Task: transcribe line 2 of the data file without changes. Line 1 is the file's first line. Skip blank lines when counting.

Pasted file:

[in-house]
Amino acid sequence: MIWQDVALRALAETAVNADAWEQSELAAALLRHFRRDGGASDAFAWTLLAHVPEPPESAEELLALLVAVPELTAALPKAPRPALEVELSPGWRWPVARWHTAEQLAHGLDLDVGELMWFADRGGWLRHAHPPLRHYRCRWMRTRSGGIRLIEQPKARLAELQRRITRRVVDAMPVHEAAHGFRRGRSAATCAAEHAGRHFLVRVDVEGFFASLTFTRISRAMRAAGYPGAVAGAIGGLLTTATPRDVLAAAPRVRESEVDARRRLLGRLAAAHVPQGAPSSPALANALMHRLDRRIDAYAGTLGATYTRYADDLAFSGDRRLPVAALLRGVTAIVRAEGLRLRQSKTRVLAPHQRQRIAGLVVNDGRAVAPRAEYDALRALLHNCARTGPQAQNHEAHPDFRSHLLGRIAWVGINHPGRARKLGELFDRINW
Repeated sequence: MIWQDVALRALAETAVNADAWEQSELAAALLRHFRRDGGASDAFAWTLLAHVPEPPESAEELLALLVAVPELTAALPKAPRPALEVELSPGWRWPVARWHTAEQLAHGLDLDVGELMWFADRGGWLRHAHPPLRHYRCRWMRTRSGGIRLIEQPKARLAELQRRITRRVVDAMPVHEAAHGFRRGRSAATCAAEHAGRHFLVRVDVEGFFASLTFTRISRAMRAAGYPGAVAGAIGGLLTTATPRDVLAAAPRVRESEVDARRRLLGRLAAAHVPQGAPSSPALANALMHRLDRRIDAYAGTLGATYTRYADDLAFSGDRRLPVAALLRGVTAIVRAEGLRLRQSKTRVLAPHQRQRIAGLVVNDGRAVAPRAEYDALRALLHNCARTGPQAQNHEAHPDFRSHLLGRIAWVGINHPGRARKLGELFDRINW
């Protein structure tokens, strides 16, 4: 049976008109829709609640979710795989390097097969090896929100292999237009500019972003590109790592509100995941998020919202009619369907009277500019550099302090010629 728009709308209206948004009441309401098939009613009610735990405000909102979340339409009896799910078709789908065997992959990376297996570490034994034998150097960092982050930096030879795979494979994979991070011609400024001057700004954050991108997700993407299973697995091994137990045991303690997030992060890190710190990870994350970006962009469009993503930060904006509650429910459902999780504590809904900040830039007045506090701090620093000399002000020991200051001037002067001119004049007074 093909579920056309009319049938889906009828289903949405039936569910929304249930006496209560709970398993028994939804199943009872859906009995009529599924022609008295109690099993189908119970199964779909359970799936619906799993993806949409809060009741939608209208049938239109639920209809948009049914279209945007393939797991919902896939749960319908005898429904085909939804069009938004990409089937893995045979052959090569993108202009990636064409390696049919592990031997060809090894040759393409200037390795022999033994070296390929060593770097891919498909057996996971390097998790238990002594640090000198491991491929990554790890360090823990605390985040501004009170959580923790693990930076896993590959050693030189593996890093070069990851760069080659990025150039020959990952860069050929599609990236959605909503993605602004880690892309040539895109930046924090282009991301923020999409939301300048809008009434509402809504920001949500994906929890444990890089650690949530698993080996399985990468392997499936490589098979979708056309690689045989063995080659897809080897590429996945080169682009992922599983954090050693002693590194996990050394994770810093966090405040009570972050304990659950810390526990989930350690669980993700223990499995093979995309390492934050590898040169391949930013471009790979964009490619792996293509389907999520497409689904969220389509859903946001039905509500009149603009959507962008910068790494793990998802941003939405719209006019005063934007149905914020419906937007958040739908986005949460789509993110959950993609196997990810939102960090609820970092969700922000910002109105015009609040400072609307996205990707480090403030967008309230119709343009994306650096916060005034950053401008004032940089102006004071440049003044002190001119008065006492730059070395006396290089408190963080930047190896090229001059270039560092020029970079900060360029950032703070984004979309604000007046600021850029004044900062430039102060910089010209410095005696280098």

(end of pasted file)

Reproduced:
Amino acid sequence: MIWQDVALRALAETAVNADAWEQSELAAALLRHFRRDGGASDAFAWTLLAHVPEPPESAEELLALLVAVPELTAALPKAPRPALEVELSPGWRWPVARWHTAEQLAHGLDLDVGELMWFADRGGWLRHAHPPLRHYRCRWMRTRSGGIRLIEQPKARLAELQRRITRRVVDAMPVHEAAHGFRRGRSAATCAAEHAGRHFLVRVDVEGFFASLTFTRISRAMRAAGYPGAVAGAIGGLLTTATPRDVLAAAPRVRESEVDARRRLLGRLAAAHVPQGAPSSPALANALMHRLDRRIDAYAGTLGATYTRYADDLAFSGDRRLPVAALLRGVTAIVRAEGLRLRQSKTRVLAPHQRQRIAGLVVNDGRAVAPRAEYDALRALLHNCARTGPQAQNHEAHPDFRSHLLGRIAWVGINHPGRARKLGELFDRINW